Photo Credit: Flickr: IITA

As the global food system becomes more integrated, urban populations grow, and incomes continue to rise around the world, the issue of food safety is drawing greater and greater attention, according to a new brief from the Global Panel on Agriculture and Food Systems for Nutrition.

Food price volatility and extreme price shocks have serious implications for politics, agriculture, climate, and food and nutrition security, according to a new book published by the Center for Development Research (ZEF) and the International Food Policy Research Institute (IFPRI), with support from the CGIAR Research Program on Policies, Institutions, and Markets (PIM).

Photo Credit: Flickr: John Donaghy

The current El Niño cycle is being called the one of the strongest on record, and it is already having serious impacts on local food production in many developing countries around the world. Production shortfalls, and subsequent food price hikes, will be particularly harmful for the world’s poorest consumers, who research shows spend 50-70 percent of their incomes on food.

Photo Credit: Flickr: USDA

The global food system puts significant pressure on the world’s natural resources and is a major contributor of greenhouse gas emissions. At the same time, a large amount of the food produced by this system is either lost or wasted each year, lowering overall productivity and hurting both producers and consumers. According to a recent blog by IFPRI Director General Shenggen Fan, as much as one billion tons of food never reaches consumers.

Last year witnessed the culmination of the Millennium Development Goals (MDGs) and the launch of a new global development agenda – the Sustainable Development Goals (SDGs).

Photo Credit: Flickr: Fintrac, Inc.

A country’s food security conditions clearly have implications for the types of policies its leaders will try to enact and for the way that country interacts with international organizations and governing bodies. Much effort has been made to classify countries according to their food and nutrition security status in order to better guide policymaking, but determining such classifications is complicated.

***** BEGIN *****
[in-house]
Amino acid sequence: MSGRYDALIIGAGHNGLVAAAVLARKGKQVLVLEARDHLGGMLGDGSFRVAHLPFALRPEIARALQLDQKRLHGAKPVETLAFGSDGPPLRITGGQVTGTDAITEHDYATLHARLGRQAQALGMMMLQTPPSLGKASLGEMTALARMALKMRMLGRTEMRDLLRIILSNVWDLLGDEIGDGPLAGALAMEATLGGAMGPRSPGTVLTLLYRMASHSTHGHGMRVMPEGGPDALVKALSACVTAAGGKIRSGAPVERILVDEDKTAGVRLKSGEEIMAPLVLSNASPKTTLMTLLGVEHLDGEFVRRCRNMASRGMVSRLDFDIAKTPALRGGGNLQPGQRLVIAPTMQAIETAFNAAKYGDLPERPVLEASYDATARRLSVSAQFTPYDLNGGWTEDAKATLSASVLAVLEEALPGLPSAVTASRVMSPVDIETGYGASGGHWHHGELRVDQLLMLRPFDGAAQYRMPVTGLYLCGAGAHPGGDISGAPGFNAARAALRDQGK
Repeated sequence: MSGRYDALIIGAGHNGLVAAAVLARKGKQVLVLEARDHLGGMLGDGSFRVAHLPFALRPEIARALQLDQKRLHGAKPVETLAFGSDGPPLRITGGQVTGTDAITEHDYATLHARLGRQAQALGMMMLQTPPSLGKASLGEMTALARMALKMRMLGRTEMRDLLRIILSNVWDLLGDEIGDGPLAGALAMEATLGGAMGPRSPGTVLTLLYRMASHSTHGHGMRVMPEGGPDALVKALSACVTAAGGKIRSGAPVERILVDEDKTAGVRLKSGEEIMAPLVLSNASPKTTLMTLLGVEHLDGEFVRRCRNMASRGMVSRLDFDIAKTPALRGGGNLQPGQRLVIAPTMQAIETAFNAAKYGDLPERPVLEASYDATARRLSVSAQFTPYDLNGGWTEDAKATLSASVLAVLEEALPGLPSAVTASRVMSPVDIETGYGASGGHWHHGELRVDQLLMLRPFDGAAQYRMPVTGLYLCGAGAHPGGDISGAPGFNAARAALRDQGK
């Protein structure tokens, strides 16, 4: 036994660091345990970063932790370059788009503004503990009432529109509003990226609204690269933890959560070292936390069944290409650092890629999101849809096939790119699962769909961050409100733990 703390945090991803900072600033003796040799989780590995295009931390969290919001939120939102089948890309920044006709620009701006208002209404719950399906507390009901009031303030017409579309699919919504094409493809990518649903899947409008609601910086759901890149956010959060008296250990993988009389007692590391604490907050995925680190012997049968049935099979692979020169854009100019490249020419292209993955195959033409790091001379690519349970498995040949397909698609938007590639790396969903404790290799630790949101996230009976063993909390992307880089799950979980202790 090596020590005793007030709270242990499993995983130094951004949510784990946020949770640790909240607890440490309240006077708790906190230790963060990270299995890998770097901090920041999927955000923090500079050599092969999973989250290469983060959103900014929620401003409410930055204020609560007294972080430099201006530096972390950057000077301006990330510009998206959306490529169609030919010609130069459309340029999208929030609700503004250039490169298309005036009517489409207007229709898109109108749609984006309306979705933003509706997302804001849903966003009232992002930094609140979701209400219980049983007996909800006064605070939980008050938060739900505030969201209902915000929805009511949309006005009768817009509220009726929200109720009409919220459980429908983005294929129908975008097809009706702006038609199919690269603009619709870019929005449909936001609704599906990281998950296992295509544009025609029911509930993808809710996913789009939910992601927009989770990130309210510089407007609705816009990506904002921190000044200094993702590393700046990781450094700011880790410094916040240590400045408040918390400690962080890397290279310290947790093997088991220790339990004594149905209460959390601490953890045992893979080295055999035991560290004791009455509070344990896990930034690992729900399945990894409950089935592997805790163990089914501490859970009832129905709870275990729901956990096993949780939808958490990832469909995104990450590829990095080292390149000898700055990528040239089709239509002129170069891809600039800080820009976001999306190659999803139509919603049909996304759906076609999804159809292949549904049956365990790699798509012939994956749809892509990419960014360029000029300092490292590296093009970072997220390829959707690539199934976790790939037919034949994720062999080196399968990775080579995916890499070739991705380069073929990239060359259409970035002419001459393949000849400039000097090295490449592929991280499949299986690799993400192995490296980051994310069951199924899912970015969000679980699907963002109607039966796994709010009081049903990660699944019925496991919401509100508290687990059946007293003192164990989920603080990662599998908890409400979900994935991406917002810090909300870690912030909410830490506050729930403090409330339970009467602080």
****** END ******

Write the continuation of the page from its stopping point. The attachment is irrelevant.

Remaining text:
Climate change has been front and center of the global agenda recently, driven by the historic COP21 meeting in Paris in December and concerns about the ongoing El Niño cycle.

BY: David Laborde and Eugenio Díaz-Bonilla, IFPRI

Export subsidies for agriculture have been a contentious issue. A particular anomaly in the multilateral trading system framework is that while export subsidies in industrial products have been banned under WTO rules, they are still allowed for agricultural products, including some that are rather industrialized, such as dairy and meat products.

In a new book, Macroeconomics, Agriculture, and Food Security: A Guide to Policy Analysis in Developing Countries, IFPRI’s Eugenio Diaz-Bonilla unpacks the significant and complex interplay between policies within a state’s economic program-- fiscal policy, monetary policy, exchange rate policy, and trade policy—and the impact of those relationships on agricultural development and food security.

Children enjoying the sweet taste of orange sweet potato. Photo credit: flickr (HarvestPlus)

Famine used to be the focus of efforts to combat hunger, but changes in policy, technology and aid have brought the developing world to the point where “calamitous famines” (with a death toll of one million or more) and even “great famines” (100,000 or more) are much more rare.